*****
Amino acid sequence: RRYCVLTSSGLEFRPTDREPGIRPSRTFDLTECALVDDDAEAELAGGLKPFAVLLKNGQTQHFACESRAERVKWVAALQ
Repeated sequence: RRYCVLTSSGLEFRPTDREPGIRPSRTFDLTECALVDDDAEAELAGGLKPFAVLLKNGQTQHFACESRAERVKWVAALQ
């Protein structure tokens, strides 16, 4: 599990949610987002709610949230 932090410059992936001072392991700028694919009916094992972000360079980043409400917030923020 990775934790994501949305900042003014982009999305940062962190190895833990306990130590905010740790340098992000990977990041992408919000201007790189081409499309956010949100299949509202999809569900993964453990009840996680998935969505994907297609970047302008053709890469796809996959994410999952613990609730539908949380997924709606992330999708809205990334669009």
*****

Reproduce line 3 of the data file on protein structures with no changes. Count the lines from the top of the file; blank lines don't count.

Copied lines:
């Protein structure tokens, strides 16, 4: 599990949610987002709610949230 932090410059992936001072392991700028694919009916094992972000360079980043409400917030923020 990775934790994501949305900042003014982009999305940062962190190895833990306990130590905010740790340098992000990977990041992408919000201007790189081409499309956010949100299949509202999809569900993964453990009840996680998935969505994907297609970047302008053709890469796809996959994410999952613990609730539908949380997924709606992330999708809205990334669009």